Don’t you love memes? Now there’s one explaining the 5 levels of storage available to Kubernetes. To the right >>>
Let’s go through a high-level overview of each level. You can then focus on the level that best matches your cluster’s needs.
Level 1 – Ephemeral Storage
What is it? Default storage state of every Kubernetes cluster. Each node contains “ephemeral” storage space.
Useful for: this is for storage of temporary user data within the VM. Works fine if your application doesn’t need to recall data.
Leaves off at: now, how many apps get by with temporary storage alone?
Level 2 – hostPath
What is it? The first step to running a persistent (rather than temporary) volume of any kind. hostPath uses a directory to emulate network-attached storage (NAS) within the node.
Useful for: development and testing on a single-node cluster.
Leaves off at: you wouldn’t use this on a production cluster because of its limited reach.
Level 3 – Static Persistent Volume
What is it? Proper storage for your applications at production. Static PVs are virtual views of physical storage. Users can then request PVs using Persistent Volume Claims (PVCs).
Useful for: when developers/operators are making simple, predictable claims for storage.
Leaves off at: requires user’s PVC to match what’s available. Chance of mismatch is higher as needs become more complex. Nodes risk losing out on available storage.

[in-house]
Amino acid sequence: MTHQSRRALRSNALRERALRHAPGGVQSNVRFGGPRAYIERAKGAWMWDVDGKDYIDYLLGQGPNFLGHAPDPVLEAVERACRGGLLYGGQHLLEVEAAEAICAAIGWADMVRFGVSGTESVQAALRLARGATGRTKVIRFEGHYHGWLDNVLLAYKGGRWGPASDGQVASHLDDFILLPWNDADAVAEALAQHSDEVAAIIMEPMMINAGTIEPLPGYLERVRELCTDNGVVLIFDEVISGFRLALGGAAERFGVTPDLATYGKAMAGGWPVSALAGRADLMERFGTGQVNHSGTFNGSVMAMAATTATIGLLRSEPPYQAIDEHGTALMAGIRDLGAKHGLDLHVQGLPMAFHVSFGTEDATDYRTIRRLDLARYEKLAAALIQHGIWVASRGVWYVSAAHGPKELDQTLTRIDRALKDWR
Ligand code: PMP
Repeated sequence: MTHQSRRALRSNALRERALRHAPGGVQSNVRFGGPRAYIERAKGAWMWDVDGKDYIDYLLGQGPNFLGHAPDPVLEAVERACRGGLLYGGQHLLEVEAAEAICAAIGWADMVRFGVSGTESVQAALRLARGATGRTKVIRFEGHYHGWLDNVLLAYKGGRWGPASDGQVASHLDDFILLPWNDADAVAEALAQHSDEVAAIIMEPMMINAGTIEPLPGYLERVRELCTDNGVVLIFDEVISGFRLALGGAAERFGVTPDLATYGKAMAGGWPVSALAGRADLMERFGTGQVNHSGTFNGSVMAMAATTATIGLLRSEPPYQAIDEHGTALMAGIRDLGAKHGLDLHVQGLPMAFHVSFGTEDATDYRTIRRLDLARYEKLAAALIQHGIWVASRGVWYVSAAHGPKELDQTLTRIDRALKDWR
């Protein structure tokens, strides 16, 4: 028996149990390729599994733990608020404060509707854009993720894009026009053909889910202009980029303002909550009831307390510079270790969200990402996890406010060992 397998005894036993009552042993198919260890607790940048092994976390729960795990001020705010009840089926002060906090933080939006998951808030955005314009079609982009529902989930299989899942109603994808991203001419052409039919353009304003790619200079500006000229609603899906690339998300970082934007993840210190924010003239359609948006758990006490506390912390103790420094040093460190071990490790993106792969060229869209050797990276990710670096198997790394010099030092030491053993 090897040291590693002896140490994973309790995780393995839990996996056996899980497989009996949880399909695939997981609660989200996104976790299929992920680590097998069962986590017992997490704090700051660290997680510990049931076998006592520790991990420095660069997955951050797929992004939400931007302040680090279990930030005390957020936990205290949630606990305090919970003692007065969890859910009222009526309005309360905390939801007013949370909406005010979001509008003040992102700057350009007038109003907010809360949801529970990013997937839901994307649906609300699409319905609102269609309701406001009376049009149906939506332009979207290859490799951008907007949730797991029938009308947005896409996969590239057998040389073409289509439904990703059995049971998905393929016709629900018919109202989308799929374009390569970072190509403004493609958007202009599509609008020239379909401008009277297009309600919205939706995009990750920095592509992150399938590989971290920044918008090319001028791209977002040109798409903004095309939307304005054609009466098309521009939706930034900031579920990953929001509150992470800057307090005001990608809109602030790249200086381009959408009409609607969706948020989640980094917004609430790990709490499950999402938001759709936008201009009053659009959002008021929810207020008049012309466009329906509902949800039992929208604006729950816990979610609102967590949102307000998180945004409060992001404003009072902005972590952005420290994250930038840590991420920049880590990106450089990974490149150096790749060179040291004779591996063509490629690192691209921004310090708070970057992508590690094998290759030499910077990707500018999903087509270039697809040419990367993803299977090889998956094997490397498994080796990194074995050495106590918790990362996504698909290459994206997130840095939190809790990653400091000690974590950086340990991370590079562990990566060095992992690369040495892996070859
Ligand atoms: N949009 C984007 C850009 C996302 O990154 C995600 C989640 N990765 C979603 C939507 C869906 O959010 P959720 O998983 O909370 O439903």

Level 4 – Dynamic Persistent Volume
What is it? A more robust form of Persistent Volume than the static version. Essentially automates the process of PV creation.
Useful for: situations where PVs are created based on demand rather than the other way round. Kicks in when static PVs are unable to provide storage for a specific PVC.
Leaves off at: it’s actually good enough for most applications. Well at least the ones that don’t get pummelled with 10s of thousands of users a day.
Level 5 – Topology-aware Volume Provisioner
What is it? Dynamic PVs are provisioned using scheduler input on the best positioning for the pod. Cuts risk of pod failure due to PV running in low CPU or memory VMs.
Best explained by this illustration where multiple zones are created with duplicate nodes :
Useful for: higher availability of applications especially in mission-critical situations. Increases fault tolerance by running workloads across several zones within a region.
Leaves off at: nothing. This is the ultimate level of Kubernetes storage. Master it and you’ve got a cluster that can handle almost any storage challenge.